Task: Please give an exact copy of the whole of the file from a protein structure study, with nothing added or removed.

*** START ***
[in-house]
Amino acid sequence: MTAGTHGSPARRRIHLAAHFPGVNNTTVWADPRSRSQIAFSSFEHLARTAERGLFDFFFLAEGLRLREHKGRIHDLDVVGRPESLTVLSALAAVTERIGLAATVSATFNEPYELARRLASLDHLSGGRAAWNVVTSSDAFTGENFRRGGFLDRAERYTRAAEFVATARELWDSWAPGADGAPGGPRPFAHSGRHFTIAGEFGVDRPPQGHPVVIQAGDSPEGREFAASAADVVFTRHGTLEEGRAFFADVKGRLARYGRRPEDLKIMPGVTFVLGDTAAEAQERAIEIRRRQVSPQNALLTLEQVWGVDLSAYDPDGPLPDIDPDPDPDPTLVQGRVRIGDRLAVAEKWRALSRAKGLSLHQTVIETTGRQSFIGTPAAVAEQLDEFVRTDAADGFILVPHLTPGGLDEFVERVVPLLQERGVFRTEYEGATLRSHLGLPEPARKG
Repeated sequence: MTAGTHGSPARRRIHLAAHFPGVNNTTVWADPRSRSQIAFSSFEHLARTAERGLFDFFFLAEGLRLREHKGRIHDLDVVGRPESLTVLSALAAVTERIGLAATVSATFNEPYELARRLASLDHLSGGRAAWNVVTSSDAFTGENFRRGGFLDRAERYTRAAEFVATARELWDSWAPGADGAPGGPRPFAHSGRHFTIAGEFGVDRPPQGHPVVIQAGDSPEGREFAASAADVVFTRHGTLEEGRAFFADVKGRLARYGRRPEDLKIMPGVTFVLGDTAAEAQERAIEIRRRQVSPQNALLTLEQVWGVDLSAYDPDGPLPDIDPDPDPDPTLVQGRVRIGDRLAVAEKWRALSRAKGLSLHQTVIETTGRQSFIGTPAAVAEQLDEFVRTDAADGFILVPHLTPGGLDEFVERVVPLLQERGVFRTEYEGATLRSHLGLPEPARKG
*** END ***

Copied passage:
[in-house]
Amino acid sequence: MTAGTHGSPARRRIHLAAHFPGVNNTTVWADPRSRSQIAFSSFEHLARTAERGLFDFFFLAEGLRLREHKGRIHDLDVVGRPESLTVLSALAAVTERIGLAATVSATFNEPYELARRLASLDHLSGGRAAWNVVTSSDAFTGENFRRGGFLDRAERYTRAAEFVATARELWDSWAPGADGAPGGPRPFAHSGRHFTIAGEFGVDRPPQGHPVVIQAGDSPEGREFAASAADVVFTRHGTLEEGRAFFADVKGRLARYGRRPEDLKIMPGVTFVLGDTAAEAQERAIEIRRRQVSPQNALLTLEQVWGVDLSAYDPDGPLPDIDPDPDPDPTLVQGRVRIGDRLAVAEKWRALSRAKGLSLHQTVIETTGRQSFIGTPAAVAEQLDEFVRTDAADGFILVPHLTPGGLDEFVERVVPLLQERGVFRTEYEGATLRSHLGLPEPARKG
Repeated sequence: MTAGTHGSPARRRIHLAAHFPGVNNTTVWADPRSRSQIAFSSFEHLARTAERGLFDFFFLAEGLRLREHKGRIHDLDVVGRPESLTVLSALAAVTERIGLAATVSATFNEPYELARRLASLDHLSGGRAAWNVVTSSDAFTGENFRRGGFLDRAERYTRAAEFVATARELWDSWAPGADGAPGGPRPFAHSGRHFTIAGEFGVDRPPQGHPVVIQAGDSPEGREFAASAADVVFTRHGTLEEGRAFFADVKGRLARYGRRPEDLKIMPGVTFVLGDTAAEAQERAIEIRRRQVSPQNALLTLEQVWGVDLSAYDPDGPLPDIDPDPDPDPTLVQGRVRIGDRLAVAEKWRALSRAKGLSLHQTVIETTGRQSFIGTPAAVAEQLDEFVRTDAADGFILVPHLTPGGLDEFVERVVPLLQERGVFRTEYEGATLRSHLGLPEPARKG